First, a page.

Voices for Children believes that successful stewardship of our state is not just about looking at where we are today, but thinking about where we want to be tomorrow. Cutting funding to programs that have been extremely beneficial to children is concerning to us. In the first of a series of posts, we will examine the devastating impact that federal cuts to Medicaid will have for Nebraska children.
Consistent and preventative health care gives children the best start to grow up to be healthy and productive adults. Since its implementation over 50 years ago, Medicaid has ensured children in low-income families receive proper health care, including preventative treatments. Children who are covered under Medicaid see improved health outcomes as adults, are more likely to finish high school and graduate from college, and are more likely to be financial stable.
The recently proposed American Health Care Act (AHCA) would fundamentally change the structure of the Medicaid program, which currently ensures that over 160,000 Nebraska children– nearly a third of all children– are on track to become healthy and productive adults. Cost estimates from the nonpartisan Congressional Budget Office estimate Medicaid funding will fall as much as $880 billion in the next decade, a decrease of 25%. As it currently operates, Medicaid is designed to be flexible and respond to economic or demographic changes, providing more funding to a state if their eligible population grows to ensure that those who are eligible receive funding. It also helps states respond more quickly to a crisis as we have seen with the opioid epidemic or the lead poisoning crisis in Flint, Michigan.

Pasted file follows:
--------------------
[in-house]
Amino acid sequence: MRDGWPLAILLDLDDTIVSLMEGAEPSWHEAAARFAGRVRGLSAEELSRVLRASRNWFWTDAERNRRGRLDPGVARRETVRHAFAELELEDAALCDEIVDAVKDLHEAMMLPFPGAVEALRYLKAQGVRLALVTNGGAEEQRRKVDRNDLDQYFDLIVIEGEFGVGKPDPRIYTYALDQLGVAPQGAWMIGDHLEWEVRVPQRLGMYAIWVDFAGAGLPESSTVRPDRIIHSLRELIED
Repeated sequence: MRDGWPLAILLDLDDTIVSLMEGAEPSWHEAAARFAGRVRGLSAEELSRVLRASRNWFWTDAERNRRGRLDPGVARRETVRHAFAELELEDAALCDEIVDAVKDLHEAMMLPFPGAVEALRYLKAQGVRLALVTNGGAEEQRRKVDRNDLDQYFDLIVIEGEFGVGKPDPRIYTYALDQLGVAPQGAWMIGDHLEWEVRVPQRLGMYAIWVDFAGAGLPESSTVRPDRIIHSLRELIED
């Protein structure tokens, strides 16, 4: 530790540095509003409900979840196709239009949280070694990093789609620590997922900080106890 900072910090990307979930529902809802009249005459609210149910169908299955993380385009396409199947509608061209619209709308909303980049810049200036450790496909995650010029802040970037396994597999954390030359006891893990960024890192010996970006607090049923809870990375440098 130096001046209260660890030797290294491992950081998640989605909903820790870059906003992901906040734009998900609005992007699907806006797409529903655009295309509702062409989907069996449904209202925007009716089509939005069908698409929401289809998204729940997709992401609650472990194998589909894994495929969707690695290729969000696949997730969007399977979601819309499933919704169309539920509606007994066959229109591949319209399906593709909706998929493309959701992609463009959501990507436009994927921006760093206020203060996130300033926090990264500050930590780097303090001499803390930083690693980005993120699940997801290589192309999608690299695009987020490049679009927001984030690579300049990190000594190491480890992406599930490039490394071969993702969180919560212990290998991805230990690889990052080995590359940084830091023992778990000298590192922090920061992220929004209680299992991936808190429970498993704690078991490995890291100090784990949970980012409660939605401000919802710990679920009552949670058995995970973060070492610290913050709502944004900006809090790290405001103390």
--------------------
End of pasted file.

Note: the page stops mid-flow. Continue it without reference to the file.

74 million low-income Americans currently receive health insurance through Medicaid, and approximately half of those recipients are children. Children’s health insurance coverage has made historic gains in recent years, and is now at an all-time-low in Nebraska, with 94.8% of all children covered last year. In addition to keeping our youngest Nebraskans healthy, Medicaid is extremely cost-effective when compared to private insurance, and per-beneficiary costs have grown more slowly over the years.
The AHCA would implement a per capita cap on Medicaid spending where each state would get a pre-determined amount of funding for Medicaid, making the program much less flexible. This will mean that states with be faced with a tough decision: find extra state funds to fund Medicaid or make significant changes to eligibility and coverage. Considering the budget deficit Nebraska currently faces, it is likely that many current Medicaid recipients would lose coverage. The passage of the AHCA and its provisions concerning Medicaid would take vital health care coverage away from Nebraska’s youngest and most vulnerable citizens.
We believe that children’s health insurance coverage must be a priority, and that Congress should not reform health care on the backs of children. If you share our concerns, we urge you to contact your US Senators and Representative.